Sorry about the light posting lately – I was traveling last week for work and “Around the horn” is about all I have time to write on weeks like that. Which brings me to a question for you all. About a year ago, when this blog had many fewer readers, I asked about whether the “Around the horn” format was working for you. I didn’t get an overwhelming response, but the feedback was positive enough that I decided to keep at it. The reason I asked in the first place was because Around the horn posts almost never attract significant reader traffic, a trend that has continued into this year. The case for discontinuing the series rests on that, plus the 2-4+ hours of time that they invariably take to pull together (arguably preventing me from developing more interesting content), plus the fact that I’m certainly not the only blogger out there to offer regular link roundups. On the other hand, they do ensure that I post on a regular schedule, and it’s helpful for my own self-discipline to ensure that I actually read or at least skim the dozens of interesting articles that come my way each week.
Last year, when I was unemployed/consulting and considered this blog part of my “work,” it made sense for me to push as much content out there as possible, so Around the horn stayed. Now, though, I have a full-time job and I need to be strategic about the time I devote to Createquity. So, how about it, readers? Given everything I’ve said above, should Around the horn continue or not?
Actually, it doesn’t have to be quite that black and white. In addition to keeping up the status quo and discontinuing the series entirely, I could also explore the following alternatives:
- Move it to Twitter. This was my original suggestion, and currently my Twitter feed is rather underutilized. It’d certainly be more efficient, but you’d lose the commentary, and I know not everyone’s on Twitter (though I could loop it into a sidebar on the blog easily enough).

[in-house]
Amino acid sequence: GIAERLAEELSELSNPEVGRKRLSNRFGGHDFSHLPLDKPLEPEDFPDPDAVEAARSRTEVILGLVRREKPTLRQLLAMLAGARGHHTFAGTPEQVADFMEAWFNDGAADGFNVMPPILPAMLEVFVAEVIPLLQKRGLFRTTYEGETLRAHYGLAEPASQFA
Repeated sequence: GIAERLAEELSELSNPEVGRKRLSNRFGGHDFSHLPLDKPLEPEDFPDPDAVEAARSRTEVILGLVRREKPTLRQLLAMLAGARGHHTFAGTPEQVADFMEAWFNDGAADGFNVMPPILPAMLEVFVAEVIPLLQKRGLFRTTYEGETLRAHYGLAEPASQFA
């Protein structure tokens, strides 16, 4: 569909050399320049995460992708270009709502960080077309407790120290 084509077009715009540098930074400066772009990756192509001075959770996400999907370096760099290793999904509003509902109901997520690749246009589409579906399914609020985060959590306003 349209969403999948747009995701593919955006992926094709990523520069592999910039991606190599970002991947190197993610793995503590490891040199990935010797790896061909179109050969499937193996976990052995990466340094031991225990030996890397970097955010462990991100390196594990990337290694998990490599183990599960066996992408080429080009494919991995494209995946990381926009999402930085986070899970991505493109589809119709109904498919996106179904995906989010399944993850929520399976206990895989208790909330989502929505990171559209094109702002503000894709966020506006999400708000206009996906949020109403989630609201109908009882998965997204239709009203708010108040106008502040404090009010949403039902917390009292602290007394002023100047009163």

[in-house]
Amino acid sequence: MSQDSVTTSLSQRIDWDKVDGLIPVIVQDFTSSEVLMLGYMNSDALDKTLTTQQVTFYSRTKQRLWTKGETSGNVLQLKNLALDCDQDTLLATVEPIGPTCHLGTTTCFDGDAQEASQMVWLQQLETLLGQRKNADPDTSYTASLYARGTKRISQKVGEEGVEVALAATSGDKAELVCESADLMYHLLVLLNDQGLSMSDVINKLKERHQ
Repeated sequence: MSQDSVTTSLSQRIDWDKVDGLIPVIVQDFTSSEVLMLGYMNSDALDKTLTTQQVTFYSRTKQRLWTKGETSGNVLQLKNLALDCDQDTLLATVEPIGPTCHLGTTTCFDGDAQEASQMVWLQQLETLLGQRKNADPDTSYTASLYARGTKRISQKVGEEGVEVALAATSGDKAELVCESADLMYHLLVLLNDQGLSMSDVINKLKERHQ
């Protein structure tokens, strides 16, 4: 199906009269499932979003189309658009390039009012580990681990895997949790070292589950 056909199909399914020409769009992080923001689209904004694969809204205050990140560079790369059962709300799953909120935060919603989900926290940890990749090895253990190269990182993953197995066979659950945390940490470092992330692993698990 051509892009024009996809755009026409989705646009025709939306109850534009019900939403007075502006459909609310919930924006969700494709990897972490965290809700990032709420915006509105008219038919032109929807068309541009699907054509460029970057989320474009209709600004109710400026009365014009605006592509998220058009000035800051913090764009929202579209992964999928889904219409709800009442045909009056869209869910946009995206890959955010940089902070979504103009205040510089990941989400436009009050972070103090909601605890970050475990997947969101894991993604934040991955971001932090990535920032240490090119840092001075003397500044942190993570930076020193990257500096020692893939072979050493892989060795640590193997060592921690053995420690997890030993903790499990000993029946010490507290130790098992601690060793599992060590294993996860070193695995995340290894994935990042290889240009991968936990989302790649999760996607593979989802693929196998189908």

- Crowdsource it. This may be the ideal scenario, but I’m not sure whether it would work in practice. Part of the reason why I made the Createquity Tipster form and spreadsheet was so that something like this, a weekly feature co-authored by several contributors, could be an option. But it’s going to require interested and committed web-scourers or else it will just end up going back to the status quo. Anyway, if you think you might be up for something like this, would you let me know?
- Slice and dice it. Maybe I just need to be more selective about and/or split up what gets included in Around the horn. For example, since Createquity specializes in research, I could do an occasional (i.e., not weekly) research round-up. Or I could focus exclusively on news that affects the arts sector. I kind of liked the topical structure I experimented with in this post, did you?
So here’s your chance to tell me what you want. In fact, I’ll make it easy for you: just take this quick survey, and tell me your thoughts not just on this issue, but on how things are going in general. I can’t wait for your response!
Oh, and since it’s that time of the week again: